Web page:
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Accucraft Ruby, Accucraft 1:20.3
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Discussion Starter · #17 ·
While you are working on the various suggestions to improve the rolling of the coaches, are you pondering what larger live steam locomotive you might set your sights on? I would be interested to hear that. While I am not familiar with the power pickups on those coaches, many pickup arrangements had a lot of added friction. Their removal may help.
That is the key to why I put off any other purchases and why my wife gifted me the coaches. I put my name on the list back in May for the pre-order of the Accucraft C-18.
When I signed up they expected to deliver in late August. Multiple setbacks later and the website claims March deliveries.
Since I'm still new to the hobby and don't know reputations, is it common for Accucraft to continuously delay dates? Or is it just a symptom of the Global pandemic and effects on supply lines?
I have been keeping my eyes open for the rare opportunity of a K-37. I noticed one sold on one of the forums just months before I got into it.
Whatever I get is going to have to navigate a 4 foot radius oval on my layout in the garage. At least until I can put aside the funds for my track expansion into the yard behind the garage. I have 10 acres, I figure my wife should allow me at least a 1/4 acre.
 

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Greg,

You are correct about the cylinders on the Ruby. Newer ones are fitted with 1/2 inch cylinders, the original ones were fitted with smaller bore cylinders. If you have one of the old ones you can buy new ones from Accucraft, but there are two flavors. Read their documentation.
 

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don't know reputations, is it common for Accucraft to continuously delay dates?
Yes. They are known for slipping the dates, sometimes for years. This C-18 delay might be covid and other random issues, but often they wait for 25 orders to trickle in before they start production. They haven't even posted a photo of that loco, so I would suspect it may slip again.

I have been keeping my eyes open for the rare opportunity of a K-37. I noticed one sold on one of the forums just months before I got into it.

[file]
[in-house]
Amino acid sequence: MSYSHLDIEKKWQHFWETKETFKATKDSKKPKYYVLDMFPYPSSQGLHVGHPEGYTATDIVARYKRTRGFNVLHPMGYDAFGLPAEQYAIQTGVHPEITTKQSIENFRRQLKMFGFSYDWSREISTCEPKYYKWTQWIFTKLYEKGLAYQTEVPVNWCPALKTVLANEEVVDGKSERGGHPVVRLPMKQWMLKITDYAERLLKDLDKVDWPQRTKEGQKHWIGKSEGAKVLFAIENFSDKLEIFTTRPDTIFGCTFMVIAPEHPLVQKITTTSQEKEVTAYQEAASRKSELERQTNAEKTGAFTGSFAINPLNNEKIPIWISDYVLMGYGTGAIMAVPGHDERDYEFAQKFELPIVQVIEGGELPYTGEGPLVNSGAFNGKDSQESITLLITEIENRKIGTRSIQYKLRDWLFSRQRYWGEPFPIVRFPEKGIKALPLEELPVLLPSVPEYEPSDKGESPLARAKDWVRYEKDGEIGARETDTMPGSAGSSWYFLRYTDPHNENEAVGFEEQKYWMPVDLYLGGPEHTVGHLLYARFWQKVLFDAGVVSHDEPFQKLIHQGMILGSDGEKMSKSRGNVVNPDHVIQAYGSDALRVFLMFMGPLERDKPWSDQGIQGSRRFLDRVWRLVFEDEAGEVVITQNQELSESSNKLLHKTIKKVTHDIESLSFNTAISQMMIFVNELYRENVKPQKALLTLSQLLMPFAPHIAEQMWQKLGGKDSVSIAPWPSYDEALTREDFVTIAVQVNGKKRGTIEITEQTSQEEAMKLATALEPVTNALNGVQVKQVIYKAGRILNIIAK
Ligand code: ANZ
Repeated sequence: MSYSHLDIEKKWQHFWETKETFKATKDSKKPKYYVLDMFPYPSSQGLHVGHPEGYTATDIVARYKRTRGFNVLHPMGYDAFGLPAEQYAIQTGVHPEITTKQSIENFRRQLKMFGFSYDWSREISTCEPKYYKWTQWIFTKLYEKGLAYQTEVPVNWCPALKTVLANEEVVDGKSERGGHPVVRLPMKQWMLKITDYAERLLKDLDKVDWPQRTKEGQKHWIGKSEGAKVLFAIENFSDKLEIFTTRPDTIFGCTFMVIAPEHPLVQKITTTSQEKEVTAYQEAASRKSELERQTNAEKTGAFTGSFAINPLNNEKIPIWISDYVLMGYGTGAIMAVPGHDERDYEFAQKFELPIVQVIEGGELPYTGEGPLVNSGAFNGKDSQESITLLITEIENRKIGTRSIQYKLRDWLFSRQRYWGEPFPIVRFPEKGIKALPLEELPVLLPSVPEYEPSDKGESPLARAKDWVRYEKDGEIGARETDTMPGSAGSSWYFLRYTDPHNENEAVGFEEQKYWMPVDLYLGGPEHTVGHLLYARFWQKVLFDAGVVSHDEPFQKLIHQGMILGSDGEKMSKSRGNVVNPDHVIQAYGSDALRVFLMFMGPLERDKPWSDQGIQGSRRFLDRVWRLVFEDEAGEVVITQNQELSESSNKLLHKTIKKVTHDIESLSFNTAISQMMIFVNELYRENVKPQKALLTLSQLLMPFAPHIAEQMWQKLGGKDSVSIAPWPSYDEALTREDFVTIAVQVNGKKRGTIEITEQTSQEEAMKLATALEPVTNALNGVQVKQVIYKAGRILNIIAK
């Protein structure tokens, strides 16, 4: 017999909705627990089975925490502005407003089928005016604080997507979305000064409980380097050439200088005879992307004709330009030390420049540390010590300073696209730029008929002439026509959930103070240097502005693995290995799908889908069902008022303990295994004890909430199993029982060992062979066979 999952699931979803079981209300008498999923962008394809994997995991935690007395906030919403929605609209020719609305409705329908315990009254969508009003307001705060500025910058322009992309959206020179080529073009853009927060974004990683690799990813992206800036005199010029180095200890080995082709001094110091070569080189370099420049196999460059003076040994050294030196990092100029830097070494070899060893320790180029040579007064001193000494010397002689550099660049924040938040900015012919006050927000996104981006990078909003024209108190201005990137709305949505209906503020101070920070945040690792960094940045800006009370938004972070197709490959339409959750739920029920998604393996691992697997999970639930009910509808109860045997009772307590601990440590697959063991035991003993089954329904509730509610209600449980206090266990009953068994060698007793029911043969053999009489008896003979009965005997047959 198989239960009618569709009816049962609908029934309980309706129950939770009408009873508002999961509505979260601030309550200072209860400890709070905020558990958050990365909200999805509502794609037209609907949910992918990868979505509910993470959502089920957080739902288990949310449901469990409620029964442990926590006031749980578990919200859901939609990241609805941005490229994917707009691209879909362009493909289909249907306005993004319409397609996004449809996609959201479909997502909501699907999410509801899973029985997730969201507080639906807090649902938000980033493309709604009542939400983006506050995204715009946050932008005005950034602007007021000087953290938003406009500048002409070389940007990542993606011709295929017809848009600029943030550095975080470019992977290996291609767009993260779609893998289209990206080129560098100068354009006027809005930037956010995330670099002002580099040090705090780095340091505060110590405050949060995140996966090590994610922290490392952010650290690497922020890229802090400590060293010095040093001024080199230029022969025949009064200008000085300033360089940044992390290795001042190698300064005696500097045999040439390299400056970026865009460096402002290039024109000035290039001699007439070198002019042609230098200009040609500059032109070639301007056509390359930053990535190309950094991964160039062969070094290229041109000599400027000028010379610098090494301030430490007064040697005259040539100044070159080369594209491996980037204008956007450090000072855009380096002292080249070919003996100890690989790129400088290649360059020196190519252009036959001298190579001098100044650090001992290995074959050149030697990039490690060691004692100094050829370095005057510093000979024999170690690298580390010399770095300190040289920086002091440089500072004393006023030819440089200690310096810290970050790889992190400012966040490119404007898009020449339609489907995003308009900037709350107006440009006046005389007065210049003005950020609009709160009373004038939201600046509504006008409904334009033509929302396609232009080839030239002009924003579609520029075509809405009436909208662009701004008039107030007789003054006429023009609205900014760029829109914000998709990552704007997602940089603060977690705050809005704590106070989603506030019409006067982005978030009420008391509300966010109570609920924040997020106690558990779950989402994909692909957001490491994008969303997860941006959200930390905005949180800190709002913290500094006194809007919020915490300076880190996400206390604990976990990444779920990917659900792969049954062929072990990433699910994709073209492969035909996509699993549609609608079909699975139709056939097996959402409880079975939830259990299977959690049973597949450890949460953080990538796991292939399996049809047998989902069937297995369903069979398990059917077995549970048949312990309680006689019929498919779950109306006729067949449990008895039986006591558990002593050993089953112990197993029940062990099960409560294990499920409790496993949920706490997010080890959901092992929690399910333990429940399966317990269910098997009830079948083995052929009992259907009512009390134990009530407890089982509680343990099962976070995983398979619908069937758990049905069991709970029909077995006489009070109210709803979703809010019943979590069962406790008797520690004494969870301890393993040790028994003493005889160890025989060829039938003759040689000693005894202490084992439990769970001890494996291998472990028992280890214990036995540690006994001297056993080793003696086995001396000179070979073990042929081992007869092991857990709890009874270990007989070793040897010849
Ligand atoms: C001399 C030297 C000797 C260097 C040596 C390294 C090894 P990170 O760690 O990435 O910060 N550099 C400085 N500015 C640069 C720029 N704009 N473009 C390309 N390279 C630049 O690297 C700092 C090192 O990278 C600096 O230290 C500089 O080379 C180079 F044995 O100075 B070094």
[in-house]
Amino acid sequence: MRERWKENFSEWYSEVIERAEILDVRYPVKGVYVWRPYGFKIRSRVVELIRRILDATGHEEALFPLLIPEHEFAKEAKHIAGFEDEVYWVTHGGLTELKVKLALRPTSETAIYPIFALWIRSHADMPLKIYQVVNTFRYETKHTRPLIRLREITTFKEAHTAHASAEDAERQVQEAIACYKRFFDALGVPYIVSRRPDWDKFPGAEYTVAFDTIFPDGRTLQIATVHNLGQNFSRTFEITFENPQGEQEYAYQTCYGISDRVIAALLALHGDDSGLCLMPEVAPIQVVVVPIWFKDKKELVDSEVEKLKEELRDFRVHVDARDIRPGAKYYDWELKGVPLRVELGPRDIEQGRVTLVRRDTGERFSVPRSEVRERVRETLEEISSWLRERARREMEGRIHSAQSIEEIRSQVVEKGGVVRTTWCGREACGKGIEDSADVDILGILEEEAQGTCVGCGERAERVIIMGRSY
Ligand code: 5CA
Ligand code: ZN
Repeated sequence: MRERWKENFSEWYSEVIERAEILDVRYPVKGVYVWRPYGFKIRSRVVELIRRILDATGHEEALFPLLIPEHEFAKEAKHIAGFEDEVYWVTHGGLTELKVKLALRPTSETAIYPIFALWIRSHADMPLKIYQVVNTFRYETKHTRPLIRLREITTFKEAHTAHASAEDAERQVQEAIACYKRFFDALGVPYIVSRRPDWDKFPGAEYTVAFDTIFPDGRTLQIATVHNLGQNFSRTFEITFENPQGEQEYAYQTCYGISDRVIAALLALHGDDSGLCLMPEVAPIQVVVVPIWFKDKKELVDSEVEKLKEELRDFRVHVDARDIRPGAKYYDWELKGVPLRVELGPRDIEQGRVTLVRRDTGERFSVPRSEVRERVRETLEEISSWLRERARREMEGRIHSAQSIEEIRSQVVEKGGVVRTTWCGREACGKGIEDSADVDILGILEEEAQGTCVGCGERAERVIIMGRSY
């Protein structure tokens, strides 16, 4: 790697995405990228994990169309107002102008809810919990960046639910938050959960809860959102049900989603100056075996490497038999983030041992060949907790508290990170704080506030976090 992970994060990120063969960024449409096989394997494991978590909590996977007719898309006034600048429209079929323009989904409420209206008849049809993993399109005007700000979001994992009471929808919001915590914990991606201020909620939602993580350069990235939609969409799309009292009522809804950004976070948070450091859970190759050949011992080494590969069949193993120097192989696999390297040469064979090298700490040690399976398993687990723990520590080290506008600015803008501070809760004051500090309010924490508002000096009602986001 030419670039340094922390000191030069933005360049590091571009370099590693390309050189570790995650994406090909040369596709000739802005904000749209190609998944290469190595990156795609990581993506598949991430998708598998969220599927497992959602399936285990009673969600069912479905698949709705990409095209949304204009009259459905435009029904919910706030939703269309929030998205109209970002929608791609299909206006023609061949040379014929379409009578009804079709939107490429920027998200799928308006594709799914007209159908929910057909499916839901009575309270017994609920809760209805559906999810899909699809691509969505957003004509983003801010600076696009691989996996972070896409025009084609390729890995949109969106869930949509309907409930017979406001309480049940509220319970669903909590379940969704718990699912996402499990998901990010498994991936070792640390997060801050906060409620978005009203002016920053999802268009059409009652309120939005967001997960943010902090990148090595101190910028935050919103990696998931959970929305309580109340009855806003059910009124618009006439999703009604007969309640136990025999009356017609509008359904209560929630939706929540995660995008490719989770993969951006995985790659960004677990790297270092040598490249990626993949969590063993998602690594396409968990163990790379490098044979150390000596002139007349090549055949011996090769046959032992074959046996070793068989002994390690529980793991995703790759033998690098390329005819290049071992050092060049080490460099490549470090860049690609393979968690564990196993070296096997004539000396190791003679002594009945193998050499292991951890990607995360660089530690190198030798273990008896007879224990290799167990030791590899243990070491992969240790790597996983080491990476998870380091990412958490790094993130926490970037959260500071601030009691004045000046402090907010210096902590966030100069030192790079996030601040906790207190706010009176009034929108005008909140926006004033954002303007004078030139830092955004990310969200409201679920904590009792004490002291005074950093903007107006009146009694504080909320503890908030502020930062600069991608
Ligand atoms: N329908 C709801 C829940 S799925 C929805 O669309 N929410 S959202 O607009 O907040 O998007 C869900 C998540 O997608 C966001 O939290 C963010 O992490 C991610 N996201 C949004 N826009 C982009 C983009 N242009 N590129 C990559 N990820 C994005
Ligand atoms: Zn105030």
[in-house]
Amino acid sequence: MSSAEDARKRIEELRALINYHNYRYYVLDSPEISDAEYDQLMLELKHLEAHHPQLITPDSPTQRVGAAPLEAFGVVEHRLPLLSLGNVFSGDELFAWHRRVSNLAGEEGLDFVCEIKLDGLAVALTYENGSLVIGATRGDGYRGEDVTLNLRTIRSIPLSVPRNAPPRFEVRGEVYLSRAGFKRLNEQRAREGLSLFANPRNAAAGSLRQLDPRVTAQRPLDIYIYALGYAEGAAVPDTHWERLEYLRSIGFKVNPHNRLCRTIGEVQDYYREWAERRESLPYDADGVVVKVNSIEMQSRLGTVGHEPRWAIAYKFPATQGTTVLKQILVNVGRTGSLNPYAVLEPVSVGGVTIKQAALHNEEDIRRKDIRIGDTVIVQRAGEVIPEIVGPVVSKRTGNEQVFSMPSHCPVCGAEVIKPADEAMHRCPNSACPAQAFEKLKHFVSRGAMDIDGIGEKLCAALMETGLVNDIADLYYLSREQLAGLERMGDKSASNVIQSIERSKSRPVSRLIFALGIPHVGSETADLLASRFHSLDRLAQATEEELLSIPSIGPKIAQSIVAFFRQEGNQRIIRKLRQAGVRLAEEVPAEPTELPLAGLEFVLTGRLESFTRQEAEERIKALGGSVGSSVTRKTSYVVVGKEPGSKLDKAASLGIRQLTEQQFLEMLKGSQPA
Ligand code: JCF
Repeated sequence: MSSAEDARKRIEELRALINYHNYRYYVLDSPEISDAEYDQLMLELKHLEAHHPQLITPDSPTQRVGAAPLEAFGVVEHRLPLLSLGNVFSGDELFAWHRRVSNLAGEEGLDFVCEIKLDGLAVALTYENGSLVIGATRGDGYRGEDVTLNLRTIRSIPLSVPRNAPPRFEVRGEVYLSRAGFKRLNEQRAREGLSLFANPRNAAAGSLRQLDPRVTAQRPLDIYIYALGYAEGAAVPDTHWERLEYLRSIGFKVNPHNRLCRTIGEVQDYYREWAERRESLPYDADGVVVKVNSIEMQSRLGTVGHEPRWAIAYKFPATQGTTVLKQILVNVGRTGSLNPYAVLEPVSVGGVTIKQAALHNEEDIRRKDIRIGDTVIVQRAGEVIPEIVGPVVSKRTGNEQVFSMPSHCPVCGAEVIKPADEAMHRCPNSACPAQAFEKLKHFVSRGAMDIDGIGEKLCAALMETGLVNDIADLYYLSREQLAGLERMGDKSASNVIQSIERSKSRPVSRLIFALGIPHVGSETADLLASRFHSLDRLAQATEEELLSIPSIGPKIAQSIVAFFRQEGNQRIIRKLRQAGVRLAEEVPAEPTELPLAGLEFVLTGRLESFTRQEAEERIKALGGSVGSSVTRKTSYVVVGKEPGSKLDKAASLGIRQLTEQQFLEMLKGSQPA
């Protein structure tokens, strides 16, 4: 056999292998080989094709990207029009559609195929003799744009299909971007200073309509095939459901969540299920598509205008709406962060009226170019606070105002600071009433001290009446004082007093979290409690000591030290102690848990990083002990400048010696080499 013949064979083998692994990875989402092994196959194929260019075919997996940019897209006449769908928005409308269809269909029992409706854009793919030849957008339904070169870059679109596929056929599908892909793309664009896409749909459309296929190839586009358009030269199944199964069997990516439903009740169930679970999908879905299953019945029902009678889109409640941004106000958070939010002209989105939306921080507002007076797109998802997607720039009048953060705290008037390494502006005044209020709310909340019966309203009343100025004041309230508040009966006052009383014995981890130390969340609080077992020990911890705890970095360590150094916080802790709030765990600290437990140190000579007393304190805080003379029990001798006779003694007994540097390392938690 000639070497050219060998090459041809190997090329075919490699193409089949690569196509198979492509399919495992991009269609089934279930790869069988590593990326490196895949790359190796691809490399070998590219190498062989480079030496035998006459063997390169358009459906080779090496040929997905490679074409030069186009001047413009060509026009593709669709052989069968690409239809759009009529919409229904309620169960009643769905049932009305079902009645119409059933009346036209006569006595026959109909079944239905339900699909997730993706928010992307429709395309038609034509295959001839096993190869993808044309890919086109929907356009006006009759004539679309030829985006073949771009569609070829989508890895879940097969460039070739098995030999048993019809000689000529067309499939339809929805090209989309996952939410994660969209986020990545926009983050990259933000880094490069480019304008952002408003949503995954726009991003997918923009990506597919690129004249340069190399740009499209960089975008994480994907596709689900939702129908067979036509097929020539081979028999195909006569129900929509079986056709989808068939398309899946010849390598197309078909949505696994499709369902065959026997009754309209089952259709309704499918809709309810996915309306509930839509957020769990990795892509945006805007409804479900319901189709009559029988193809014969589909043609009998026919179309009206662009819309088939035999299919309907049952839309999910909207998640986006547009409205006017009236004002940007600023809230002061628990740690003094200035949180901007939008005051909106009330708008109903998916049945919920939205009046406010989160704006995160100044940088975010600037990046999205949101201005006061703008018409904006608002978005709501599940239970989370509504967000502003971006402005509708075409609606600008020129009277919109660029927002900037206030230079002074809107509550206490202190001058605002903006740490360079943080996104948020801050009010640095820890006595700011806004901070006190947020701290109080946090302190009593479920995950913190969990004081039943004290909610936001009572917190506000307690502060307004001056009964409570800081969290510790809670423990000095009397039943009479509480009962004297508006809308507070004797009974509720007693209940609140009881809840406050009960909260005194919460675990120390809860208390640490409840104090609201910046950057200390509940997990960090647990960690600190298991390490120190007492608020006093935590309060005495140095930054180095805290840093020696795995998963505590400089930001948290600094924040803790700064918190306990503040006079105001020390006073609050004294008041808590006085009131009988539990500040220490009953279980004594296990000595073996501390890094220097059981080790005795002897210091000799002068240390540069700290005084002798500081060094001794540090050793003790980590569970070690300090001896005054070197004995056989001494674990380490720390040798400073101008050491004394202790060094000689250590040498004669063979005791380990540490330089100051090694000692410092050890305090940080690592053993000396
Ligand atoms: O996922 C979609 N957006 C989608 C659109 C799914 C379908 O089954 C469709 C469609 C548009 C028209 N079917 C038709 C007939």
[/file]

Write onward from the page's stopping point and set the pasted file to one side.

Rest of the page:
Whatever I get is going to have to navigate a 4 foot radius oval on my layout in the garage.
Don't even think of it. I know the specs say 4ft minimum, but that is a huge locomotive and will look very strange negotiating your curves. Buy one when you have a track big enough for it. (You might have to wait until then anyway. On the other hand, John Sutton in the UK is selling one, for an enormous price.)
 

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Accucraft Ruby, Accucraft 1:20.3
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Discussion Starter · #20 ·
Yes. They are known for slipping the dates, sometimes for years. This C-18 delay might be covid and other random issues, but often they wait for 25 orders to trickle in before they start production. They haven't even posted a photo of that loco, so I would suspect it may slip again.


Don't even think of it. I know the specs say 4ft minimum, but that is a huge locomotive and will look very strange negotiating your curves. Buy one when you have a track big enough for it. (You might have to wait until then anyway. On the other hand, John Sutton in the UK is selling one, for an enormous price.)
I wonder if I should enquire with them their progress on their pre-orders. I've considered getting a C-25 that's already available but haven't because pushing $9k in engines in 12 months is a hard sell with the Misses when we already decided to delay a newer vehicle for her until the family gains a member. If they are only half way on their pre order needs, I may have the time to spread it out.

On the layout side, need motivates development. I don't "need" the bigger track for my Ruby, but I plan to expand someday. If a K-37 is sitting idle on a siding, the I definitely need to expand....